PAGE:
The Problem With 'Fantastic Four' Is That It's All Work and No Play
By John Boone
Photo: 20th Century Fox
All movies have problems. Sometimes it’s that the script isn’t quite there. Or there’s drama on set. Sometimes the director and studio have two different visions and can never find a middle ground. Sometimes the movie is rushed to hit a release date. These are some things that, combined, could result in a quote unquote bad movie.
Maybe Fantastic Four had all of those working against it. Or maybe it had none of them. But something went wrong.
A quick Google search will fill you in on whispers of Josh Trank’s behind-the-scenes troubles. The Hollywood Reporter alleges the director, who was picked to reboot Marvel’s First Family off the success of his indie hit, Chronicle, caused $100,000 worth of property damage. Another search will reveal forums filled with fanboys speculating on reverting studio rights. As for the script, penned by Trank, Simon Kinberg (X-Men), and Jeremy Slater (The Lazarus Effect)? We have a few questions.
Like, why is there no second act? There’s the first part, the origin story part -- the part no one actually likes -- which drags on forever, filled with endless expository dialogue about science and past grudges, and science and other past grudges, and science and current grudges. And science. So much screen time is spent heavy-handedly setting things up, but nothing ever comes of it.
The middle part of the film, when the characters first get their powers and learn to control them, we skip over with a breezy “One Year Later” title card. We don’t know, that seems kind of important? Instead, we’re rushed into the intergalactic finale showdown, which feels more like an afterthought than a culmination of what’s come before it. Like with 15 minutes left in the movie, someone interjected and asked, “Hey, are they ever going to use their powers for anything?”
Then the credits roll.
Instead of action, there seems to be an enormous effort put into character development, without any characters actually developing. Miles Teller’s Reed Richards comes complete with origin story flashbacks, but his only personality trait is that he’s sad because he’s good at science and no one appreciates it. Meanwhile, Ben Grimm (Jamie Bell) gets about two whole minutes onscreen as the put-upon best friend before he becomes The Thing and that's thrown out the window. Sue Storm (Kate Mara) likes music. And we didn’t really “get” Johnny Storm (Michael B. Jordan), except that he seems to wish he were in a Fast and Furious movie instead.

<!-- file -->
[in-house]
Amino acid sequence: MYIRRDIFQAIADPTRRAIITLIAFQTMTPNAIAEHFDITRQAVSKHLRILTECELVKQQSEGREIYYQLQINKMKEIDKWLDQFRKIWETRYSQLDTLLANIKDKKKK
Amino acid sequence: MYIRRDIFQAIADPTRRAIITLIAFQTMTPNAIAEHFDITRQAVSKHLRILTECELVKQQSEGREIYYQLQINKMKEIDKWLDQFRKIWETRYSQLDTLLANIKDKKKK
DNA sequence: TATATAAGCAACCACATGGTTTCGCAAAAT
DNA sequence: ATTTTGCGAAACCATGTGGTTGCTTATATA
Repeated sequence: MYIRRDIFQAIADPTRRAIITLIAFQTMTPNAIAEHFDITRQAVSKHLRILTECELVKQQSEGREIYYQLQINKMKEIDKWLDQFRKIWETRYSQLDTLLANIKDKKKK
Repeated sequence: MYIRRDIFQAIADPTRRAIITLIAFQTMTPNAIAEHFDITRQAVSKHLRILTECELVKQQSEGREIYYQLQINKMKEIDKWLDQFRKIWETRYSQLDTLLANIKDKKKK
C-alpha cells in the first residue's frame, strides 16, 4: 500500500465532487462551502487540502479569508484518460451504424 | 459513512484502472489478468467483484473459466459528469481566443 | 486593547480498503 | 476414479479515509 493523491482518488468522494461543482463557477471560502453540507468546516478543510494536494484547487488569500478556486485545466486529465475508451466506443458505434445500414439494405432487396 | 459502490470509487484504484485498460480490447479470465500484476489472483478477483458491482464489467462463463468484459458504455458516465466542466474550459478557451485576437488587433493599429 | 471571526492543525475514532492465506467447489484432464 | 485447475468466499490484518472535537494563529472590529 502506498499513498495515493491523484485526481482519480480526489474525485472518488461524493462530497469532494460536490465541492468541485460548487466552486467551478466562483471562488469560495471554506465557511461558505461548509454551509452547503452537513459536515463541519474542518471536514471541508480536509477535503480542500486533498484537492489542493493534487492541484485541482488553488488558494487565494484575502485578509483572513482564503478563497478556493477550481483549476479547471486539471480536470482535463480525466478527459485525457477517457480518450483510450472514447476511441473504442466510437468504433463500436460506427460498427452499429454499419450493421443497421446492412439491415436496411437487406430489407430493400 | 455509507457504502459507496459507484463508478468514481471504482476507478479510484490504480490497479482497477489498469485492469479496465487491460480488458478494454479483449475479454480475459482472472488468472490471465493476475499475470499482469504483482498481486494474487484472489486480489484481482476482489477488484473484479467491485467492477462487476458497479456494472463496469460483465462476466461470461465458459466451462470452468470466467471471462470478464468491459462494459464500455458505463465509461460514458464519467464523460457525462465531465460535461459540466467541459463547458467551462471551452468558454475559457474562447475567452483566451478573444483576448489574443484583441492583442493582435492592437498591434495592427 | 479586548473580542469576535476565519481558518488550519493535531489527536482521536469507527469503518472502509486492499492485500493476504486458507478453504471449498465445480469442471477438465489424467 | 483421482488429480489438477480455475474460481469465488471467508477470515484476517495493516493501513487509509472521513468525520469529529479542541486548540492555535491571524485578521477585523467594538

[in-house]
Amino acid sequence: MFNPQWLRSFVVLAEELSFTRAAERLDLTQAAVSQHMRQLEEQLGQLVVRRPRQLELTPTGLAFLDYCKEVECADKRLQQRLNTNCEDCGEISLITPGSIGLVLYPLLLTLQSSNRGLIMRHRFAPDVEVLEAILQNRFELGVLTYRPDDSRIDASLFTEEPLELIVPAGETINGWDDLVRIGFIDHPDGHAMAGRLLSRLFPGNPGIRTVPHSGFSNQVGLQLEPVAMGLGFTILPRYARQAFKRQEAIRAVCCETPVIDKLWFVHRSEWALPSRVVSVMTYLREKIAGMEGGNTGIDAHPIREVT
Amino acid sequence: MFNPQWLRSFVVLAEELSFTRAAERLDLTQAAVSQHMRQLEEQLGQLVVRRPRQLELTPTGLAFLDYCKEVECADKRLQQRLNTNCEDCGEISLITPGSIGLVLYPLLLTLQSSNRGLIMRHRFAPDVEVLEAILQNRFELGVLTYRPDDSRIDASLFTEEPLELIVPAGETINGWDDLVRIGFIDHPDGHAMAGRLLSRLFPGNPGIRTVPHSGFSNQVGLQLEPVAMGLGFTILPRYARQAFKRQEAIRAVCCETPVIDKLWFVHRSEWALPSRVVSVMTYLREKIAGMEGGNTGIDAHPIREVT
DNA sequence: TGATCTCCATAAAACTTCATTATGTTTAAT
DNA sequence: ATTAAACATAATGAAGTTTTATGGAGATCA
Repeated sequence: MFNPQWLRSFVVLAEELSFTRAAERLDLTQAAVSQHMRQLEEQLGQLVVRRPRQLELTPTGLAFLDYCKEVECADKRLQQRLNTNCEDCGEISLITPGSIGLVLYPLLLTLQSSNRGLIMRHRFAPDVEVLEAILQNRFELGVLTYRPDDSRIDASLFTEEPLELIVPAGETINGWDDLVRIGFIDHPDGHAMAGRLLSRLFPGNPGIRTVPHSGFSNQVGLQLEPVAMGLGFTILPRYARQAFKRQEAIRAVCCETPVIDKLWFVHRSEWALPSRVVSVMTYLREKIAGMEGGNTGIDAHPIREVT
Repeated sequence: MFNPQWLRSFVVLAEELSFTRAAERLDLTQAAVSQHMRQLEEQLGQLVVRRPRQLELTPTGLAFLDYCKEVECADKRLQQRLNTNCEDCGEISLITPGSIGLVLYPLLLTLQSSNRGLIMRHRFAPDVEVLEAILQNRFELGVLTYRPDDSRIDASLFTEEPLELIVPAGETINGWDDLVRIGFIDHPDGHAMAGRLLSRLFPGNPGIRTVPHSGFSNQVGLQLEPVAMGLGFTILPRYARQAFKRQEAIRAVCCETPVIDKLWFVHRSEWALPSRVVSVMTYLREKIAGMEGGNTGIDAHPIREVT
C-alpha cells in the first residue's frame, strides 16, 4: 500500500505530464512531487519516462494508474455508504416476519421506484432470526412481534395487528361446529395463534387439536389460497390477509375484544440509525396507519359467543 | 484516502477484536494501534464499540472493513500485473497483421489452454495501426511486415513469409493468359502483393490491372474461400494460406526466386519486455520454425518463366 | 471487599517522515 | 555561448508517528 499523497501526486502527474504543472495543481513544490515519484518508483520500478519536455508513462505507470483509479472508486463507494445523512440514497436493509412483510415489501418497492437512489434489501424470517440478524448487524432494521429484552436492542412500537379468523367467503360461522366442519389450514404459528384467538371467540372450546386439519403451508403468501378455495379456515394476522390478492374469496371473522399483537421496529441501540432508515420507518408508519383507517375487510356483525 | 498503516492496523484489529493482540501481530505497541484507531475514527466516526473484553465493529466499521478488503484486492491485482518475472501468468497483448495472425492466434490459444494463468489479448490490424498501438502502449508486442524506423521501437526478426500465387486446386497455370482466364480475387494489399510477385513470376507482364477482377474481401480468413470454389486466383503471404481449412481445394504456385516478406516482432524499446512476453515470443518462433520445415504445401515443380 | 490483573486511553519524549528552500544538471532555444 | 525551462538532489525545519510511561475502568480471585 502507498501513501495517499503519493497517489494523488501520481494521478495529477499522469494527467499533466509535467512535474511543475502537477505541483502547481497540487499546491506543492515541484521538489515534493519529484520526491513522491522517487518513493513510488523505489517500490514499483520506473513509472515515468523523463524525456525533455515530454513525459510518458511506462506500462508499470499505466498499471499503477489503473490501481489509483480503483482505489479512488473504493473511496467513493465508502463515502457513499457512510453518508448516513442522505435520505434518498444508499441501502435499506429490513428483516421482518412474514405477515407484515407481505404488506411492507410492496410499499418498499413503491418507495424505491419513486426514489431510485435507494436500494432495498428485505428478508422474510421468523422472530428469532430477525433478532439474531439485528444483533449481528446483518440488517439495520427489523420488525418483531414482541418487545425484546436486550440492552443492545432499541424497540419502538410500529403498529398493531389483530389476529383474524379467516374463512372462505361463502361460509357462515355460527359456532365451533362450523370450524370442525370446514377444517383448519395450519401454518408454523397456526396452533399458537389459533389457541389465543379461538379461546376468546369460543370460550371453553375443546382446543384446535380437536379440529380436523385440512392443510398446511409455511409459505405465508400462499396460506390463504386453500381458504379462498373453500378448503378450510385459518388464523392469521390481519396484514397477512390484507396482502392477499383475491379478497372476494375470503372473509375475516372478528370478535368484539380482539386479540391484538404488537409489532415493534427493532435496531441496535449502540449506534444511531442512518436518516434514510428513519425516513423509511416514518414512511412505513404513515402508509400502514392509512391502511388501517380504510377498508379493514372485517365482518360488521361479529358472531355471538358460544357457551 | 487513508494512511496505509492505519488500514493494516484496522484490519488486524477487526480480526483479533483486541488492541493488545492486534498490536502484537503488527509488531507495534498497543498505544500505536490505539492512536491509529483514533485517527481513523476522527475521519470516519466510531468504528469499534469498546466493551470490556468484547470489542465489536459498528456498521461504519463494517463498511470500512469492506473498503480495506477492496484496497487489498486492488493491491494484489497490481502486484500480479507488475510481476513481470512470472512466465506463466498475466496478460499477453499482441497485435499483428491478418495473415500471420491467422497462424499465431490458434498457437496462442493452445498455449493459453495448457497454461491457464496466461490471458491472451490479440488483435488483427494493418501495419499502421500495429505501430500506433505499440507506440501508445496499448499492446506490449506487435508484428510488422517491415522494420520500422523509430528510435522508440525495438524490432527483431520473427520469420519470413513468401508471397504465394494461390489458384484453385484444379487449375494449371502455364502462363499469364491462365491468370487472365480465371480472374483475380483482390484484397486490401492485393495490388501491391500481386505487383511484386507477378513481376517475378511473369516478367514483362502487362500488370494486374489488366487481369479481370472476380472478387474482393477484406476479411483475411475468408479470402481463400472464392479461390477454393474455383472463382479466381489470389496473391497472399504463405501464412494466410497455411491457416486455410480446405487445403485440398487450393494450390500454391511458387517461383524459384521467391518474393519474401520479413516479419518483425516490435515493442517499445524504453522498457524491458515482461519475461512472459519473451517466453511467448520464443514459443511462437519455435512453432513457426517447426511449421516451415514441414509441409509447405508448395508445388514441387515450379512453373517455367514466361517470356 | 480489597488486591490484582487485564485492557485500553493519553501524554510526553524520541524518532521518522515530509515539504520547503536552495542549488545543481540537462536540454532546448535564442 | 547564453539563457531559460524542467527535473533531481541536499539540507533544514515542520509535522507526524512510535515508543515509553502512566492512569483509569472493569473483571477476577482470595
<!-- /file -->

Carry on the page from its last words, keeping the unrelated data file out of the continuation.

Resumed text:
But things like “character motivation” and “stakes” can be forgiven if the viewer is enjoying watching the movie, and that’s the main problem with Fantastic Four: No one seems to be having any fun.
Not Teller, whose frat boy goofiness is all but suffocated in emo monologues about no one understanding him. Not Mara, who spends 90 percent of the movie staring at a computer screen. Not Bell, who is barely in the movie. If anyone, Jordan seems to be the only one who realizes that being a superhero in a big summer superhero blockbuster is kind of cool. Even still, it’s as if after every take, the director was like, "OK, but now do it like you hate yourself and everyone else in the scene.”
Trank tries to slip references to the comics in the movie too -- like Johnny’s “Flame on,” said offhandedly during a military training operation; or The Thing’s catchphrase, “It’s clobbering time,” which in the movie is something Ben’s older brother said to him as a child when he beat him, and for some reason, Ben decides to bring back in the climax? -- but they feel unearned and out of place here. Victor von Doom (Toby Kebbell, not a blogger, as had been rumored, but a computer prodigy who’s pissed off because his crush is unrequited) at one point says something slightly pessimistic and Sue goes, “Dr. Doom over here, amirite?” (We’re paraphrasing.) They’re meant to wink at the source material, but mostly just remind us how fun the comics are.
Marvel Studios creates the lighthearted superhero fair, and Warner Bros. does the dark and gritty DC films. Fantastic Four aims for the latter, but ends up solemn and tedious. It’s all Doom and gloom. Say what you will about the last attempt at Fantastic Four, 2007’s Rise of the Silver Surfer, but at least pre-Captain AmericaChris Evans and pre-Honest Company Jessica Alba seemed like they were excited to be there.
Now, find out how the Fantastic Four cast responds to fanboy backlash: